Want a reason war criminal Vladimir Putin never invaded anything under Donald Trump’s presidency?
Simple: Russia had no idea how the Donald would respond. And that was the beauty of Trump’s foreign-policy philosophy — peace through strength but with a splash of ambiguity. The world was a safer place for it.
Then there is President Joe Biden. He just can’t keep quiet — at least when he can remember what he was going to say, that is.
In nearly every instance, Biden has told the world exactly everything he was going to do when it comes to Russia and its war of aggression on Ukraine. He even told our mortal enemy China about Russia’s plans, for some reason thinking Beijing would help. Perhaps just another senior moment?
So why is our dazed and confused commander-in-chief bothering to go to Brussels for a NATO summit Thursday? He has already told us what he has in mind when it comes to Ukraine: absolutely nothing that will help Kyiv win its war of survival against the Kremlin.
Indeed, the White House has already announced what will happen at the summit — and none of it will help one bit in the here and now. There’ll be “new sanctions” and a “crack down on evasion” of the existing sanctions, national security adviser Jake Sullivan says.
While more sanctions will surely hurt Putin in the long term, in the short term, Ukrainians need assistance that will boost them on the battlefield now.
Speaking of those battlefields, does Biden even have any idea how he can actually help Ukraine keep Russia at bay? He has been clear that he won’t give Ukraine the MiG-29 fighters it’s been begging for. Nor will he implement a no-fly zone to rid the skies of Russian bombers that are slaughtering innocent civilians.
While we can certainly debate the merits of those ideas, Biden just keeps telling us what he won’t do, and that only bolsters Russia’s hope that it can force a settlement on the battlefield.
There is a clear path Biden could chart that would lead to a summit worth having, doubtful as it seems.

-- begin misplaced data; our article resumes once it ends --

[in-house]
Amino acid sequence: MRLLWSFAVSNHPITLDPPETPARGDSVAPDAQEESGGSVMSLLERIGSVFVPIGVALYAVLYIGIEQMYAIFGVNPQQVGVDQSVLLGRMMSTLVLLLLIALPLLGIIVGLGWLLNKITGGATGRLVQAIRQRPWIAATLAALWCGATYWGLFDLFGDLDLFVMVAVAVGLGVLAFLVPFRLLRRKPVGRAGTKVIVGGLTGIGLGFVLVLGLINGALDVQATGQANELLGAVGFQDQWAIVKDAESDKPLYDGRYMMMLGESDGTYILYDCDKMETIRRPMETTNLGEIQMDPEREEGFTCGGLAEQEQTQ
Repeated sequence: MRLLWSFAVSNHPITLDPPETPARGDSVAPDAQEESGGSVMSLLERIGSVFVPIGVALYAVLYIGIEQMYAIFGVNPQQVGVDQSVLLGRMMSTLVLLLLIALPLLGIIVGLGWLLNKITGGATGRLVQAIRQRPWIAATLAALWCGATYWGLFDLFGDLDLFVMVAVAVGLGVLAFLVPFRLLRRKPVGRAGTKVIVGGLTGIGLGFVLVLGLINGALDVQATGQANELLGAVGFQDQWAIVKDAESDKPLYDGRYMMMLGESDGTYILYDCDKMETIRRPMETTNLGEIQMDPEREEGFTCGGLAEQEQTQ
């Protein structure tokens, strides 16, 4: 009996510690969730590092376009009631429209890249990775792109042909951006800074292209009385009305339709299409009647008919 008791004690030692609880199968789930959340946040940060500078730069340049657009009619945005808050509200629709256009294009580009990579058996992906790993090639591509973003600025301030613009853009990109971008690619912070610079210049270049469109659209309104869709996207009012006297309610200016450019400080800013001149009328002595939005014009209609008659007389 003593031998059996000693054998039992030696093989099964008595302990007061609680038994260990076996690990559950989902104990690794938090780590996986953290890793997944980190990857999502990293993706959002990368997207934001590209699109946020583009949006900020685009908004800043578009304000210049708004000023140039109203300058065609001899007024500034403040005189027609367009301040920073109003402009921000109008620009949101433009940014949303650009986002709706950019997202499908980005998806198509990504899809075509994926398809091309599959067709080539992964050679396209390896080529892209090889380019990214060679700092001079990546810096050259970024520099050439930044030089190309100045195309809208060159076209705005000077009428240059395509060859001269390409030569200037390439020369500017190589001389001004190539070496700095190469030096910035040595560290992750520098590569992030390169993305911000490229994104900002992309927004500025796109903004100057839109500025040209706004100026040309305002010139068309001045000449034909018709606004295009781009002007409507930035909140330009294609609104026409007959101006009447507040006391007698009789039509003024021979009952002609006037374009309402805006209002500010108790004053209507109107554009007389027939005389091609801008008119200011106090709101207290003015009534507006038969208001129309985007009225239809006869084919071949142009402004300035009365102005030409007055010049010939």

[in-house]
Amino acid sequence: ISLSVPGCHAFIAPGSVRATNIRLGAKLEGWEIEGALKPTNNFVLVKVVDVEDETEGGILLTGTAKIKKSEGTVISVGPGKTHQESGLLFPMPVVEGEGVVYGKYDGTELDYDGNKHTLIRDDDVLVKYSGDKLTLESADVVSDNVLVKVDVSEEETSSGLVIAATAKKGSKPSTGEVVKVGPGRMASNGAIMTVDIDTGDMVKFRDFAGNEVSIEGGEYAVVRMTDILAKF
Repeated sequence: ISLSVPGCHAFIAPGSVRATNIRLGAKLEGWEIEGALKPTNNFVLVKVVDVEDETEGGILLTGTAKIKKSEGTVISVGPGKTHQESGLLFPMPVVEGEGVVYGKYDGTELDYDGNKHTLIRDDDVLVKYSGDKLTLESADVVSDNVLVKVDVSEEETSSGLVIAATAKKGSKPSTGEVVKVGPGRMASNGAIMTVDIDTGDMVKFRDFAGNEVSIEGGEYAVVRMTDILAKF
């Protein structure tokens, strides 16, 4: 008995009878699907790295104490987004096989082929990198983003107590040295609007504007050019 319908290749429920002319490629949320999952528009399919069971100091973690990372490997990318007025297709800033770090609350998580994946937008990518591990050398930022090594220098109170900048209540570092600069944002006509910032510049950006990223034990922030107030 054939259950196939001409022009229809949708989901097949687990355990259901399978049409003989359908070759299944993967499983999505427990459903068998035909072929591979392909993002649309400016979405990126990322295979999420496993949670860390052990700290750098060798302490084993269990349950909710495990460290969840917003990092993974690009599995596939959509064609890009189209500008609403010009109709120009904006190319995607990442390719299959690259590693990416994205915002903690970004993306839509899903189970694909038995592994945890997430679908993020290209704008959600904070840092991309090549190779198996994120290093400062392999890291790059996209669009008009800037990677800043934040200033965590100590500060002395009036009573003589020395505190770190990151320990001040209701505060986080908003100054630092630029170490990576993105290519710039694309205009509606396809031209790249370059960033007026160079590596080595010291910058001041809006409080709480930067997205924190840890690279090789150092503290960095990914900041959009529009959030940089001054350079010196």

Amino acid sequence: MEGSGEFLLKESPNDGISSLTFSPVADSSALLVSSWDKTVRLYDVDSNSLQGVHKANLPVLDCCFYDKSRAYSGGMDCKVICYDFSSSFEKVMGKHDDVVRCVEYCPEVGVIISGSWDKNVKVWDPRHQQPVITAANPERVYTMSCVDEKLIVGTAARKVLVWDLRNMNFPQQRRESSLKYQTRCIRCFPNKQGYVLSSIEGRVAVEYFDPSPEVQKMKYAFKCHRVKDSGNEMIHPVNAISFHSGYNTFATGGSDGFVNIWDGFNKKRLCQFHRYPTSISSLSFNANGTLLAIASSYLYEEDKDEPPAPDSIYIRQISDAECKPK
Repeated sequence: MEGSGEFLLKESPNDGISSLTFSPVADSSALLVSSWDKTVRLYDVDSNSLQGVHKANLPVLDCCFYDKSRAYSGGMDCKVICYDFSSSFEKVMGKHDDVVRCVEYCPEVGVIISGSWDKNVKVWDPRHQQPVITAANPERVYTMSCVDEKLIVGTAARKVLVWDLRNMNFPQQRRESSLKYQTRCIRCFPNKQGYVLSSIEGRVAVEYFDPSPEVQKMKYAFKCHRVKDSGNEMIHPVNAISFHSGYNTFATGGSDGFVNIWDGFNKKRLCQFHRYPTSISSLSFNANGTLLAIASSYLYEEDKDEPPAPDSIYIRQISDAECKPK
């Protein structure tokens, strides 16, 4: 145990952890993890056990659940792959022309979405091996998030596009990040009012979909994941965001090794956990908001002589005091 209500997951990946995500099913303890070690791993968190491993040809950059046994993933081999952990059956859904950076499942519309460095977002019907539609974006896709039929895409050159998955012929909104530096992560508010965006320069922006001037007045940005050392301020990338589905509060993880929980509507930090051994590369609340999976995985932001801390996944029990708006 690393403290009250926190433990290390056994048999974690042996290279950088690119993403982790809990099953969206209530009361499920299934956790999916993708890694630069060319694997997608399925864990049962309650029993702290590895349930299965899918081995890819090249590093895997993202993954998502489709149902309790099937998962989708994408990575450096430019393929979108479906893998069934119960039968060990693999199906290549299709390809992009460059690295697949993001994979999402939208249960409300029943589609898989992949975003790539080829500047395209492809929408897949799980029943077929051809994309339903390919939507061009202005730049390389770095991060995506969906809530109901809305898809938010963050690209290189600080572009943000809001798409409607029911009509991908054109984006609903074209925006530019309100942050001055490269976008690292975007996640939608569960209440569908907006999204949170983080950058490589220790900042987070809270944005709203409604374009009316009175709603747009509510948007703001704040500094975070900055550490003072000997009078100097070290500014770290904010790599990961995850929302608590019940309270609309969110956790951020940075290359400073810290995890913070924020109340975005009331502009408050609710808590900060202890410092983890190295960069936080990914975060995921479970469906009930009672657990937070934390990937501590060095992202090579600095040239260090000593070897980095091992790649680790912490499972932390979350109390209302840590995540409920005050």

First, the president needs to separate short-term and long-term goals for Ukraine. In the days and weeks ahead, Biden should not only keep sending anti-tank, anti-air and small arms to Ukraine in ever-larger numbers but increase intelligence sharing with Kyiv — in real time if possible — to make sure Russia can’t destroy supply lines.
And here is where things get even more challenging. Biden needs a long-term strategy to ensure Ukraine has the arms to deter the Kremlin from trying to attack again once Russia’s economy recovers or is greased enough from Chinese assistance.
Many experts have advocated sending Ukraine older M1 Abrams tanks and A-10 Warthogs that are sitting in US military storage facilities. Combine those with Harpoon anti-ship missiles and a modernized air force including F-15EX fighters or even F-35s, and Putin would not think of trying to attack Ukraine ever again.
But Biden also needs to be firm with his NATO allies, just as Trump was, that Europe’s defense must be funded at a level that ensures this will be Russia’s last aggressive act. Germany has clearly stepped up its military spending and should be applauded, but Biden must be clear that America cannot be Europe’s 911 force when a crisis breaks out. Why should America care about Europe’s security if Berlin, Paris or Brussels won’t spend the euros themselves?
Unfortunately, none of this is going to happen. The world will be treated to globalist toasts to Biden’s new world order — whatever that means — and statements crowing that the NATO alliance is “united” and “ironclad.”
I think the collective free world is sick of hearing that Biden and the West will defend every inch of NATO territory.
Tell us what you have planned, Mr. President, to ensure Putin and his gang of thugs not only lose in Ukraine but don’t keep invading more countries. Either Biden has no plan or he already forgot what it was.
Harry J. Kazianis is the senior director at the Center for the National Interest.